Gov. Perry Recognized by NADCP for Successful Specialty Court Program in Texas
The National Association of Drug Court Professionals (NADCP) today honored Gov. Rick Perry with its Governor of the Year Award for his longtime support of specialty court programs. These programs have helped rehabilitate drug users, reduce recidivism and drive down crime rates in Texas to historic lows.
"Our specialty courts, ranging from drug courts to family courts to veterans courts, provide an opportunity to those willing to work hard to regain control of their lives," Gov. Perry said. "These programs emphasize intensive treatment that helps Texans overcome dependency and make right choices for their lives. It's about helping people minimize the damage they've done to their lives. And, it's about keeping families together."
Specialty courts divert drug offenders away from incarceration through comprehensive supervision, drug testing, treatment services, immediate sanctions and incentives. By cutting down on re-arrests and helping individuals become contributing members of their communities, these programs have helped reduce Texas' prison population without impacting public safety. In the past decade, Texas' index crime rate has dropped by approximately 27 percent. Reducing the number of non-violent offenders incarcerated has allowed the state to close three prisons.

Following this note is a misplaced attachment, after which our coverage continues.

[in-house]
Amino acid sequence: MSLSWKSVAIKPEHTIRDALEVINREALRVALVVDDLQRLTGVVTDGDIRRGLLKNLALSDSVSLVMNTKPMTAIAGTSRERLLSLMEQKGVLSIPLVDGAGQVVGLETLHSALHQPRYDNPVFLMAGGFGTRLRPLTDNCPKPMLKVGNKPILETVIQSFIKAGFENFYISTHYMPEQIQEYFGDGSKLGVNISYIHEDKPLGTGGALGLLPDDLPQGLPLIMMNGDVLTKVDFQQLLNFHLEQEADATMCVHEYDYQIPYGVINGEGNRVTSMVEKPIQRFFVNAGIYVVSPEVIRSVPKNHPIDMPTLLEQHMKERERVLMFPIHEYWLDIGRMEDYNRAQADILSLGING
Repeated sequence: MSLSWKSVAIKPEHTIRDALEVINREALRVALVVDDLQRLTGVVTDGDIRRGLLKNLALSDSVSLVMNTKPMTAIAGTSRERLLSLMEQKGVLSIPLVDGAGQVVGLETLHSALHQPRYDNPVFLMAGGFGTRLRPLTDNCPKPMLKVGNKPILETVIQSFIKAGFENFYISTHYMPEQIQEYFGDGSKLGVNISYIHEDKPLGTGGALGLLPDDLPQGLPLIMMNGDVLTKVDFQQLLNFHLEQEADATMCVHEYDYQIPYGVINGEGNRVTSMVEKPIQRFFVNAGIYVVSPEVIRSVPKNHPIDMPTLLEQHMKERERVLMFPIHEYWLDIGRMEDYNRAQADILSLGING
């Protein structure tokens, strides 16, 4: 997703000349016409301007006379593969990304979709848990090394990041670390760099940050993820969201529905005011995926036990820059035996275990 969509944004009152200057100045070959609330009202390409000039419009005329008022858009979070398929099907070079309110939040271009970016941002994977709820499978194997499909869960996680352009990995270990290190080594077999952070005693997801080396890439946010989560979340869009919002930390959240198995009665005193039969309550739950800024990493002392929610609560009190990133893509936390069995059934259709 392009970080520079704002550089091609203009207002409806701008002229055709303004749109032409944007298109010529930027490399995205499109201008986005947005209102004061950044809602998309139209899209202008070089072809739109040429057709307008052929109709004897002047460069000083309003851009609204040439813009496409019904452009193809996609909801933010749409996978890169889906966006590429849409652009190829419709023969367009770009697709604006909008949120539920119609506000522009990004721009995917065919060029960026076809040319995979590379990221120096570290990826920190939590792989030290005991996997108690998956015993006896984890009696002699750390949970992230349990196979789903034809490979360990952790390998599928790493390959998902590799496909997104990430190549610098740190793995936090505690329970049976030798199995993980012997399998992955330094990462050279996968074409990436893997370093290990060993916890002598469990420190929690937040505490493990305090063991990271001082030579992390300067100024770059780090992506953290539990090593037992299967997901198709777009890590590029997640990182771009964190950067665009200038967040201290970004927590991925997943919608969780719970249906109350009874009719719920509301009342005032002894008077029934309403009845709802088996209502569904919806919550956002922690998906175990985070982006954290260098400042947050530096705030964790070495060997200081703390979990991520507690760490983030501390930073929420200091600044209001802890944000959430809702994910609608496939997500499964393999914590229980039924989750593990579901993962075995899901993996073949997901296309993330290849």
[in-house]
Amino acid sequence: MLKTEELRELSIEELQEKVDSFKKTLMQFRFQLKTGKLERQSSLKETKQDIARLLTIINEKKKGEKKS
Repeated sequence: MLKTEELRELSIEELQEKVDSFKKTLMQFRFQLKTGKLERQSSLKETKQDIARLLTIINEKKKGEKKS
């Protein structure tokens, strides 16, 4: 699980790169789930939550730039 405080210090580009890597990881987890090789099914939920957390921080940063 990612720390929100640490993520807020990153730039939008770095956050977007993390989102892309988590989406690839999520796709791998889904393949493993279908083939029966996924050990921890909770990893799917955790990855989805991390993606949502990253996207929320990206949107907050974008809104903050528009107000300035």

Gov. Perry has long supported the specialty court model, and signed legislation in 2001 establishing drug courts under state law and making them mandatory in certain counties. The governor also signed legislation in 2007 expanding specialty courts to include juvenile, re-entry, family, DWI and other drug courts. Since their creation in 2001, the number of specialty courts across the state has increased to more than 150.
The NADCP is a national non-profit that champions drug court programs as an alternative to incarceration to compel offenders to change their lives. The group includes judges, prosecutors, defense attorneys, and clinical professionals who support an approach to improving the justice system by using a combination of judicial monitoring and effective treatment. According to the organization, the net economic benefit to local communities ranges from $3,000 to $13,000 per specialty court participant, and for every dollar invested in specialty courts nationwide, taxpayers save an average of $2.21 nationwide.
Retired Dallas County District Judge
Supreme Court of Texas
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